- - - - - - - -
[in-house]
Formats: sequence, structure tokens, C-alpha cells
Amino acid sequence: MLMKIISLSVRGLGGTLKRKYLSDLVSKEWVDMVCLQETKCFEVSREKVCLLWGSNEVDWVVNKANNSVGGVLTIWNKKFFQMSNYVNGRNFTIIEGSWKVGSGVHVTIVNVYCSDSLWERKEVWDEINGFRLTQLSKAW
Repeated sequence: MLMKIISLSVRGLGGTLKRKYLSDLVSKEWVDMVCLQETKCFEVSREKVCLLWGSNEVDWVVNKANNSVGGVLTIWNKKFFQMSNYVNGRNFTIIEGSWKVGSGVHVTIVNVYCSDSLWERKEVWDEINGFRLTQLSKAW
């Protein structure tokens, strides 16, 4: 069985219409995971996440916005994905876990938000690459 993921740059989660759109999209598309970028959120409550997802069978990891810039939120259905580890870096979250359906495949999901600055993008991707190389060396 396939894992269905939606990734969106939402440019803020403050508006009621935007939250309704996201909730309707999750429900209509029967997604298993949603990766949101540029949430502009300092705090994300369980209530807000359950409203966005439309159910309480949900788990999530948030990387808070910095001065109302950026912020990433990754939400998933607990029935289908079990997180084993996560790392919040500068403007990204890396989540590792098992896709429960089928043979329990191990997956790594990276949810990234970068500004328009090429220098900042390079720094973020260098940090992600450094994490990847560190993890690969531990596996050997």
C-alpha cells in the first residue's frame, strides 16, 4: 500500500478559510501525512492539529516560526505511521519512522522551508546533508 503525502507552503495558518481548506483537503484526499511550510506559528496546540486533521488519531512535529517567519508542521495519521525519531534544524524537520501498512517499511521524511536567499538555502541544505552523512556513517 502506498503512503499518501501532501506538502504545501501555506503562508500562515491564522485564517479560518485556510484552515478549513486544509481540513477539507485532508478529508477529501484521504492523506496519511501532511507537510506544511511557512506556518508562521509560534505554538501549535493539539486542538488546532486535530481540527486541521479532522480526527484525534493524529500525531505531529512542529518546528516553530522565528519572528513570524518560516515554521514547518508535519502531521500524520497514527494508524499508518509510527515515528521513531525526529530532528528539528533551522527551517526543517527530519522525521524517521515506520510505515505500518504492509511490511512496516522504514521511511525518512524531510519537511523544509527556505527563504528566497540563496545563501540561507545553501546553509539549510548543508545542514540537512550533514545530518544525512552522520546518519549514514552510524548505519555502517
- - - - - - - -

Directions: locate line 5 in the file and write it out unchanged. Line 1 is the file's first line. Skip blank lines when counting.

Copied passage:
């Protein structure tokens, strides 16, 4: 069985219409995971996440916005994905876990938000690459 993921740059989660759109999209598309970028959120409550997802069978990891810039939120259905580890870096979250359906495949999901600055993008991707190389060396 396939894992269905939606990734969106939402440019803020403050508006009621935007939250309704996201909730309707999750429900209509029967997604298993949603990766949101540029949430502009300092705090994300369980209530807000359950409203966005439309159910309480949900788990999530948030990387808070910095001065109302950026912020990433990754939400998933607990029935289908079990997180084993996560790392919040500068403007990204890396989540590792098992896709429960089928043979329990191990997956790594990276949810990234970068500004328009090429220098900042390079720094973020260098940090992600450094994490990847560190993890690969531990596996050997």